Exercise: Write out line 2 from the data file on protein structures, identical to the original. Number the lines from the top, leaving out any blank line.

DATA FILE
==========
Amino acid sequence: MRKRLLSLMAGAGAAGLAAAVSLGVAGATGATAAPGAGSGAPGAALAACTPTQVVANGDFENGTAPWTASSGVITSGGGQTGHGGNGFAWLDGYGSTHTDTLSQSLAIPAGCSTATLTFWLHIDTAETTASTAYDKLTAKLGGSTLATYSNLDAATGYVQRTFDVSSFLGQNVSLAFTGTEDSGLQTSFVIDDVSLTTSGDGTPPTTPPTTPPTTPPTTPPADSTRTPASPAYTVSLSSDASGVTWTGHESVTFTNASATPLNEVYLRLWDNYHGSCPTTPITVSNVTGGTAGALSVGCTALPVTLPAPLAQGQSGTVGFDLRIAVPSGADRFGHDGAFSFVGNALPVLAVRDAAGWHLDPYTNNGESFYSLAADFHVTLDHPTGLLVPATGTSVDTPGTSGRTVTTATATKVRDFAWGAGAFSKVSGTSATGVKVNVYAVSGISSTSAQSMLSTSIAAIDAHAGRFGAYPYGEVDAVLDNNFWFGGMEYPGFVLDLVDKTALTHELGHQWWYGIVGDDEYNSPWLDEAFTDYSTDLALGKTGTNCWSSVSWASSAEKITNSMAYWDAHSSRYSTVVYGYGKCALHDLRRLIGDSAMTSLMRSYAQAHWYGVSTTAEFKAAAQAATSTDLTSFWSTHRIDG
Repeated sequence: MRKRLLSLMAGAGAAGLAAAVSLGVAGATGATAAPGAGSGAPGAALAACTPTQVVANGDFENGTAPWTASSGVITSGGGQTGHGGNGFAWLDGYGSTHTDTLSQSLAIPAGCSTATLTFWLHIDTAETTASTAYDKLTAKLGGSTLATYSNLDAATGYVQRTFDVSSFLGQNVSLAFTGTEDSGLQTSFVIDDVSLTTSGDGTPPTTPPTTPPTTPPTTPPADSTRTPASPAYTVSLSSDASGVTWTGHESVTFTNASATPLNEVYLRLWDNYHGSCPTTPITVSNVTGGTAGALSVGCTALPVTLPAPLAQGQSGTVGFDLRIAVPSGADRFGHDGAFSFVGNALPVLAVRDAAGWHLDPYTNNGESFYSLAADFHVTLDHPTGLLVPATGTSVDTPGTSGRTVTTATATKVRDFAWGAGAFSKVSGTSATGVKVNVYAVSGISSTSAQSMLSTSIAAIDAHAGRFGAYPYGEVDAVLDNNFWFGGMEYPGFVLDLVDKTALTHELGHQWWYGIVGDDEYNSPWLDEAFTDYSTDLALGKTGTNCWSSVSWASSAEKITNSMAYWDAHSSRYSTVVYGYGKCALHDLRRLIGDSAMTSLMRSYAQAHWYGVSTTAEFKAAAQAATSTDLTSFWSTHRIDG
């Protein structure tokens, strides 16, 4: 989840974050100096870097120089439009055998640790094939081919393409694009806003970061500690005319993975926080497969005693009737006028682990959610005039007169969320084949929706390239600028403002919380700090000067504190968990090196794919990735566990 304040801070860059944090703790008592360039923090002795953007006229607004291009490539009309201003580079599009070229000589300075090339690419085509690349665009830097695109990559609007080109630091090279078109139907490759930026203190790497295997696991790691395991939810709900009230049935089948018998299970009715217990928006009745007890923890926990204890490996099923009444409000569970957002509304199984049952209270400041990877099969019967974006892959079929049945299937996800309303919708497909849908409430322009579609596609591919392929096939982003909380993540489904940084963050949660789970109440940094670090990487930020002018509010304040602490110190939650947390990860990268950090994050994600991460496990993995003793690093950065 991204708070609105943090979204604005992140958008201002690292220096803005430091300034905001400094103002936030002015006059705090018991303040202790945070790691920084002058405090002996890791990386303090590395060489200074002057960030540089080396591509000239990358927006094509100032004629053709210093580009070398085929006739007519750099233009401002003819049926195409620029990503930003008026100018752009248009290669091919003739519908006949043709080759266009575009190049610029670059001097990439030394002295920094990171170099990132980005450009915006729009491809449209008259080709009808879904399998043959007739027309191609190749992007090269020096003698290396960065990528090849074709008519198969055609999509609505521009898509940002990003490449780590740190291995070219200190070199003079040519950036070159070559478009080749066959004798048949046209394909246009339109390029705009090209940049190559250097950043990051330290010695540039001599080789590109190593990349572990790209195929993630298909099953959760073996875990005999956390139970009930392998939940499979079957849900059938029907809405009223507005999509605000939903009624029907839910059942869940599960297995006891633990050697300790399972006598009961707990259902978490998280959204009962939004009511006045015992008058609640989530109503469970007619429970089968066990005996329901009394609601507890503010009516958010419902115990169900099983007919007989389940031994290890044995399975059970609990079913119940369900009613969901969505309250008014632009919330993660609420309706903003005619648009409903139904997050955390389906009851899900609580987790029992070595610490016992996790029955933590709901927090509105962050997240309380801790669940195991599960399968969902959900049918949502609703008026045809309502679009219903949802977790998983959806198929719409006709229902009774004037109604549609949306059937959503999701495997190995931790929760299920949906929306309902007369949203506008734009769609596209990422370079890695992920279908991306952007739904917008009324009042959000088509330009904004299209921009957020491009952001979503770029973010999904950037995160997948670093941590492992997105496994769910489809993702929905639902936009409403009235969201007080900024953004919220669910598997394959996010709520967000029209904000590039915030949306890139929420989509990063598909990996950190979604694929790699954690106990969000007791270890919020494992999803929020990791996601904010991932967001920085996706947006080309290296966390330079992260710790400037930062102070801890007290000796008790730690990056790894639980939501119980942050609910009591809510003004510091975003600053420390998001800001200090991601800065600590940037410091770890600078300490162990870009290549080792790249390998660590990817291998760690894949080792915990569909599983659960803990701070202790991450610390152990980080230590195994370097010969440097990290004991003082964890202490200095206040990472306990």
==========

Repeated sequence: MRKRLLSLMAGAGAAGLAAAVSLGVAGATGATAAPGAGSGAPGAALAACTPTQVVANGDFENGTAPWTASSGVITSGGGQTGHGGNGFAWLDGYGSTHTDTLSQSLAIPAGCSTATLTFWLHIDTAETTASTAYDKLTAKLGGSTLATYSNLDAATGYVQRTFDVSSFLGQNVSLAFTGTEDSGLQTSFVIDDVSLTTSGDGTPPTTPPTTPPTTPPTTPPADSTRTPASPAYTVSLSSDASGVTWTGHESVTFTNASATPLNEVYLRLWDNYHGSCPTTPITVSNVTGGTAGALSVGCTALPVTLPAPLAQGQSGTVGFDLRIAVPSGADRFGHDGAFSFVGNALPVLAVRDAAGWHLDPYTNNGESFYSLAADFHVTLDHPTGLLVPATGTSVDTPGTSGRTVTTATATKVRDFAWGAGAFSKVSGTSATGVKVNVYAVSGISSTSAQSMLSTSIAAIDAHAGRFGAYPYGEVDAVLDNNFWFGGMEYPGFVLDLVDKTALTHELGHQWWYGIVGDDEYNSPWLDEAFTDYSTDLALGKTGTNCWSSVSWASSAEKITNSMAYWDAHSSRYSTVVYGYGKCALHDLRRLIGDSAMTSLMRSYAQAHWYGVSTTAEFKAAAQAATSTDLTSFWSTHRIDG